Guilty Jan. 6 Plea for Michael Lee Hardin, Ex-Cop of the Year
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One-Time Utah Police ‘Officer of the Year’ Pleads Guilty in Jan. 6 Capitol Siege

 
Michael Lee Hardin poses with a bust of Abraham Lincoln in the Capitol on Jan. 6.

Michael Lee Hardin (image via FBI).

A Utah cop who was once named Salt Lake City’s “Officer of the Year” has pleaded guilty to storming the Capitol on Jan. 6.

Michael Lee Hardin joined the hundreds of Donald Trump supporters who overran police and breached the Capitol building in an attempt to stop the certification of Joe Biden‘s win in the 2020 presidential election. Prosecutors say he was spotted at multiple locations inside the Capitol building, including next to a cordoned-off bust of Abraham Lincoln.

On Friday, he pleaded guilty to parading, demonstrating, or picketing in a Capitol building, a misdemeanor punishable by up to six months in jail.

Prosecutors say Hardin, who was 50 when he joined the pro-Trump mob at the Capitol, was spotted at multiple locations inside the building. Like so many other Jan. 6 defendants, Hardin appears to have been done in by multiple anonymous FBI informants who knew him personally.

One FBI anonymous tipster shared with authorities a picture of Hardin standing next to a bust of Lincoln, whose Emancipation Proclamation in 1963 freed slaves in the Confederate South. A grinning Hardin stood next to the bust that had been placed behind velvet ropes, indicating that the statue was not meant to be touched by visitors. The tipster told investigators that they received the picture from one of Hardin’s relatives, who in turn said they had gotten the picture directly from Hardin himself.

Another informant also identified Hardin to the FBI. On Jan. 7, someone describing Hardin as a “friend” said Hardin called him on Jan. 4 to say he was heading to Washington. This tipster also said Hardin sent multiple text messages on Jan. 6.

“We stormed the Capitol, I am in here now!” he texted.

“I know you don’t like Trump, but He is the rightful President!” he added.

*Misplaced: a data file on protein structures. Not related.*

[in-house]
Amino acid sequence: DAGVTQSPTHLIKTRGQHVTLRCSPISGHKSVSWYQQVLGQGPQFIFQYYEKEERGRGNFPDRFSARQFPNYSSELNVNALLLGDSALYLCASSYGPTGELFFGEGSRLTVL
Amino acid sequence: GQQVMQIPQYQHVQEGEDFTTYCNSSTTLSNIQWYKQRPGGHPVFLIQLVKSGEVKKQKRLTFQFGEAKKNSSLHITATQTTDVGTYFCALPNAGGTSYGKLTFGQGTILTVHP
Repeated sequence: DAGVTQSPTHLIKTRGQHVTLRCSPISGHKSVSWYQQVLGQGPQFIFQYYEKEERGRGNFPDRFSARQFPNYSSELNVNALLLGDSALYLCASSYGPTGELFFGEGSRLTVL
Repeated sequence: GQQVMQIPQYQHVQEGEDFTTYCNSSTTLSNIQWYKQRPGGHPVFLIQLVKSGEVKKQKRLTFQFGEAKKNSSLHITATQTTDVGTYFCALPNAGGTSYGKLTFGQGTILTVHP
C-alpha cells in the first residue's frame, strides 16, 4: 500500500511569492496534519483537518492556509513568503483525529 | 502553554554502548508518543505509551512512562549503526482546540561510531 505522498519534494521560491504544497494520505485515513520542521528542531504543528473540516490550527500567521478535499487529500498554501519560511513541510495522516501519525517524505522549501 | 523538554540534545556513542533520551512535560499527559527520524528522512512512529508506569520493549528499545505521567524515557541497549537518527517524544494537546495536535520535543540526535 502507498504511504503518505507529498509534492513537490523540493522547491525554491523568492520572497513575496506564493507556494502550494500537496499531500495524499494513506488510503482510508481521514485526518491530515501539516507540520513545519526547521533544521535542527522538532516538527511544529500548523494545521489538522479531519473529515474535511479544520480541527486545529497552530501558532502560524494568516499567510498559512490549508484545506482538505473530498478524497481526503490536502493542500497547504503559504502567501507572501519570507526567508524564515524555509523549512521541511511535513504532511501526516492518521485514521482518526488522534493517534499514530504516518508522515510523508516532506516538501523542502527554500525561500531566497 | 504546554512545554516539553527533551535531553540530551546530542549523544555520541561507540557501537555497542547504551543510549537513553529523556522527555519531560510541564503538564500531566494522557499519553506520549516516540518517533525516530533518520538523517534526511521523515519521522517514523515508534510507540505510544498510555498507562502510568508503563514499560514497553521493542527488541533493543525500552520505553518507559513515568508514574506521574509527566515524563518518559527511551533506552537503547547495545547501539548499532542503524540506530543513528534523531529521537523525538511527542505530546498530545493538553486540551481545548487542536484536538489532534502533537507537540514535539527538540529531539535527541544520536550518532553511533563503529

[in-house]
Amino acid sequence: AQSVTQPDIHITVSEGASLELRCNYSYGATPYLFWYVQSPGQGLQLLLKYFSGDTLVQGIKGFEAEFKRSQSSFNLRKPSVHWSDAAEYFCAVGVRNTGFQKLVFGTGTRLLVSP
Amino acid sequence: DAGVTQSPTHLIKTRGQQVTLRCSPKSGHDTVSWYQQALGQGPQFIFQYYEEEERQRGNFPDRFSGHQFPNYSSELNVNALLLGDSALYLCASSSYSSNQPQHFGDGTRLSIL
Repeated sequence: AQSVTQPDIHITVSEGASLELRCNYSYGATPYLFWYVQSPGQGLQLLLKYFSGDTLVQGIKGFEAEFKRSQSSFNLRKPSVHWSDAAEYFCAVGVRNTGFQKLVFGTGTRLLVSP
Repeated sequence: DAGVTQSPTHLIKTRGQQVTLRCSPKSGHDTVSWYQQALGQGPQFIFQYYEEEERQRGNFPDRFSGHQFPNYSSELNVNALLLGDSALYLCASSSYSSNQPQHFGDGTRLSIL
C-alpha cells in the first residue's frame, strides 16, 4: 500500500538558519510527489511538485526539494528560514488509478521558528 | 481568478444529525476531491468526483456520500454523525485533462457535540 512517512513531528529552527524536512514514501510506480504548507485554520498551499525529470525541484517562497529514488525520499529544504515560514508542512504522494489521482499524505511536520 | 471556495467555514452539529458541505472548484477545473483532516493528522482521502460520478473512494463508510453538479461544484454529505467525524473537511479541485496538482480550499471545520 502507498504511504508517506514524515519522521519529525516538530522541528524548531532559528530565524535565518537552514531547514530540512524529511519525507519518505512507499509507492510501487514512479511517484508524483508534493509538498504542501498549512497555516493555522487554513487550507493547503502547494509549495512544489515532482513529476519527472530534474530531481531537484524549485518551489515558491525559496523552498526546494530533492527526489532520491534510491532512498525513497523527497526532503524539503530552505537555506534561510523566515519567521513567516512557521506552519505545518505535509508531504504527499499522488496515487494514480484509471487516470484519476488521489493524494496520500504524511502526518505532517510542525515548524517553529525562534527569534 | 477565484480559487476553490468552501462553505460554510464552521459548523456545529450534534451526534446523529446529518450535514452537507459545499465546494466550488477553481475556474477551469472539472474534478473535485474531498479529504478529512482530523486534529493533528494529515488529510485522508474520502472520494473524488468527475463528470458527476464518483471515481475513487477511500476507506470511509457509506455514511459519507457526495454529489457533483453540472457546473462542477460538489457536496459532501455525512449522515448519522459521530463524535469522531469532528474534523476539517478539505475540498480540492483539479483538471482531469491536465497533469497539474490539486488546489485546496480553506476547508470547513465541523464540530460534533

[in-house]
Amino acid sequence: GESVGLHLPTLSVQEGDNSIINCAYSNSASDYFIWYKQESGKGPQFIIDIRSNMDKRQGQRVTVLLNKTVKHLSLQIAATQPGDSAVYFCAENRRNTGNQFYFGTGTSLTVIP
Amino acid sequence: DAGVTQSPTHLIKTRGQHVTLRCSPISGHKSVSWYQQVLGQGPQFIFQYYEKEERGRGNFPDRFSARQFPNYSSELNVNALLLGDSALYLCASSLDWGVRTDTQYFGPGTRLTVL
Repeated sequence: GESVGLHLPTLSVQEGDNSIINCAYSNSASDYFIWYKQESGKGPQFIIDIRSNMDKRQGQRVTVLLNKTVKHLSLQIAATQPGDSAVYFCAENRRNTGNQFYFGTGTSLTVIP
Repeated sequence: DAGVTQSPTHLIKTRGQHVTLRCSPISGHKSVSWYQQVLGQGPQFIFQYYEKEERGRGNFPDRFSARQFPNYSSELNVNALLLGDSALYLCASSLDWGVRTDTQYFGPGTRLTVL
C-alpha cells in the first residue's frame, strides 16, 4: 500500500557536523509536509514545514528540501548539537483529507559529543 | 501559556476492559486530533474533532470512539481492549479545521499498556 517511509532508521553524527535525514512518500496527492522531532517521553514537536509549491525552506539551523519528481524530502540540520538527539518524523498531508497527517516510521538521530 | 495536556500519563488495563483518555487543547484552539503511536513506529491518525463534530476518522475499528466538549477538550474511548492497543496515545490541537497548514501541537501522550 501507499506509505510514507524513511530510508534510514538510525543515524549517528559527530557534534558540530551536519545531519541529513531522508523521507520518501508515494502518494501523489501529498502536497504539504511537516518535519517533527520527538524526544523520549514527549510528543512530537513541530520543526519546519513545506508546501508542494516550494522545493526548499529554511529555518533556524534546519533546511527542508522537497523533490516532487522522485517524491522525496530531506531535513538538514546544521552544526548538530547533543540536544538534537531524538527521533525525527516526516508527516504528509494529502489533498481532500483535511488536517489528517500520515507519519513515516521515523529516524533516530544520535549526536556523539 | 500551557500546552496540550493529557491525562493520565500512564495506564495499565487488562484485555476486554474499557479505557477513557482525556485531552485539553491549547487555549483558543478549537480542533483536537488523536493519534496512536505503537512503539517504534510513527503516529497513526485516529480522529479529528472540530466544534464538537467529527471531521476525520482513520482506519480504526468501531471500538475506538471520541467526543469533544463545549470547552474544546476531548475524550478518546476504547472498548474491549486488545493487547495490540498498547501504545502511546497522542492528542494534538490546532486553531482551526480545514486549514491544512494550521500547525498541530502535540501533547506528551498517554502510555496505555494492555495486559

“We will return until we win!” an enthusiastic Hardin also texted.

Hardin had traveled to the Capitol with his stepmother-in-law, Janet Buhler, who pleaded guilty to the same count earlier this month.

At her plea agreement hearing, Buhler said she went into the Capitol to keep an eye on Hardin, who she described as “a little hot-headed.”

As an officer with the Salt Lake City police, Hardin received the “Officer of the Year” accolade in 2012 for his work on a 1986 missing persons case.

At the time, it was believed that Hardin had found the man who killed 20-year-old Patricia Williams. However, as Law&Crime reported, prosecutors had dropped the charges by 2015 when it turned out the suspect had an alibi.

Hardin had also been charged with entering or remaining in any restricted building or grounds, disorderly and disruptive conduct in a restricted building or grounds, and disorderly conduct in a capitol building. Those charges will presumably be dropped in accordance with his guilty plea.

The parading and picketing charge has become the predominant charge to which lower-level Jan. 6 offenders have pleaded guilty. Sentences have ranged from probation only to six months’ incarceration.

Hardin’s sentencing date is set for April 11.

[Images via FBI.]

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